For today’s purpose-driven students, could focussing on humanitarian engineering in schools open a door for more women in engineering?
In case you haven’t noticed, there’s a new generation of engineers emerging. They’re not just technologically savvy – they are socially minded, environmentally aware humanitarian engineers with a new sense of purpose.
Humanitarian engineering involves applying technology-based solutions to improve conditions in areas of need. This can take many forms, including: enabling access to sanitation, clean water and electricity; biomedical technologies for people with a disability; or solutions for disaster relief.
The discipline isn’t new – engineers have contributed to community and international development for decades. What is new is the number of undergraduate students participating in study tours, research projects, courses and even university majors in this space.
For example, the Engineers Without Borders (EWB) Design Summit, a study tour in developing countries, has grown from 125 undergraduate students in 2015 to 600 students in 2017. And just last year, the University of Sydney released a first-of-its-kind humanitarian engineering major.
So why is this important?
The composition of the students within humanitarian engineering is a point of interest. At U.C. Berkeley, an engineering course on designing sustainable cities has an enrolment of 70 per cent women. In the EWB Design Summit Program, 44 per cent of participants are women. This is remarkable considering only 14.9 per cent of entry level engineering students are women.
Diversity not only brings benefits but it brings excellence. It’s good for decision making, good for innovation and good for business. So why is it that an occupation founded on complex problem-solving consistently fails to address its well-documented gender diversity problem?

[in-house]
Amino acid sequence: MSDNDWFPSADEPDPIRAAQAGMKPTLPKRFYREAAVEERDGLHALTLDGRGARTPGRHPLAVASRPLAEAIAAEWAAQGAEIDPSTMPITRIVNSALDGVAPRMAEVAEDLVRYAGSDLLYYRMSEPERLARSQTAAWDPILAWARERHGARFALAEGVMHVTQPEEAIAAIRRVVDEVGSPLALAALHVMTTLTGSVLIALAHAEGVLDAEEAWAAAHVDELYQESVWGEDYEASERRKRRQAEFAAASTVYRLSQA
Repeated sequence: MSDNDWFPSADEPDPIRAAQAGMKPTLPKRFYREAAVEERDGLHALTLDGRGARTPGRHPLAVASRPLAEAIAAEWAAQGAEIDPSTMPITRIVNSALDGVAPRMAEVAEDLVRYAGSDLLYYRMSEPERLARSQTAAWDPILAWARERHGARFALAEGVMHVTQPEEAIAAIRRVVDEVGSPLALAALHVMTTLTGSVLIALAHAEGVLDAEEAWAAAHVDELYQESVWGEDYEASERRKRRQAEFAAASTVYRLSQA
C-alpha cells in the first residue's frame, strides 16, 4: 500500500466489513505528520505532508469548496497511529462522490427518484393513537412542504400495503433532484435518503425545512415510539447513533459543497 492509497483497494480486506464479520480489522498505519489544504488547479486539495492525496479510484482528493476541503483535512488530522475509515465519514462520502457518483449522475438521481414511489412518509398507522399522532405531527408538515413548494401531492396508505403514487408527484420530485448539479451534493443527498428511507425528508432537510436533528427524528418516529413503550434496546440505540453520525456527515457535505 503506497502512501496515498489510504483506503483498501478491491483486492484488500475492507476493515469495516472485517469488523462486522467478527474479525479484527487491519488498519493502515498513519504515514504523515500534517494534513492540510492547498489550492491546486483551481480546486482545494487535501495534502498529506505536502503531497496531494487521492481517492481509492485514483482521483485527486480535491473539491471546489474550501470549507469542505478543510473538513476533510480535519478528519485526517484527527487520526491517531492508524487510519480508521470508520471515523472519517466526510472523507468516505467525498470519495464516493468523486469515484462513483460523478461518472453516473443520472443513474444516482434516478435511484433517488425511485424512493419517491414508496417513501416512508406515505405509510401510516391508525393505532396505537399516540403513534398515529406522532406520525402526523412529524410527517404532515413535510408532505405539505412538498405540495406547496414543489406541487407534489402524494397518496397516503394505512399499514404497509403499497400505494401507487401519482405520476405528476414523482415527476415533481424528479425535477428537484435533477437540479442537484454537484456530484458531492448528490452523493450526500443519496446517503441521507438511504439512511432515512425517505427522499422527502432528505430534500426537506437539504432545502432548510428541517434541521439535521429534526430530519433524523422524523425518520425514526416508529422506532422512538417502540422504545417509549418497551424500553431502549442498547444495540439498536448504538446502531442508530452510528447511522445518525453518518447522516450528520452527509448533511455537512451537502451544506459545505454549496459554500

The American Association of University Women’s Solving the Equation Report commented that cultural and structural elements – including stereotypes, biases, micro-inequities and sexism – shape women’s experiences in engineering. Furthermore, the perception (and sometimes reality) that engineering occupations lack opportunities to work with and help others might explain the underrepresentation of women in engineering.
Of the few women who choose to commence engineering study, many do not transition into the workforce. The retention rate for domestic women in undergraduate study is 82.7 per cent, but only 51.2 per cent of qualified women engineers actually work in the profession. This compares to 63.6 per cent for men. During my studies, I was particularly drawn to and excited by humanitarian engineering and (just) made it through. It was a direct result of exposure to humanitarian engineering that I began my career working to increase energy access in rural Cambodia.
At its core, humanitarian engineering is about appropriateness and sustainability, two fundamental components of engineering. Learning the principles of human-centred design underpinned by empathy and compassion, humanitarian engineering instills holistic problem solving skills, which are increasingly relevant and valuable in the 21st century. This makes not just better engineers, but better people.
Humanitarian engineering is a gateway
Humanitarian engineering provides a perfect example of the diversity of opportunities and people in the engineering profession. It’s a no brainer: increasing awareness and participation will increase the representation and retention of women in engineering.
I’m not saying that humanitarian engineering is a girls club. The days of boys’ clubs vs girls’ clubs are over. What I am saying is we can break stereotypes and begin to combat biases, inequities and sexism. We can open the minds of young students to the possibilities afforded by an engineering education and pave the way for them to be the best engineers they can be.
Humanitarian engineers are in every discipline: they are wearing steel capped boots designing your local road or railway; they are facilitating food distribution in refugee camps; they are constructing hydropower plants in the Himalayas.
They are building the future, and young women and men should be inspired to be socially minded, environmentally aware, humanitarian engineers to shape what it looks like.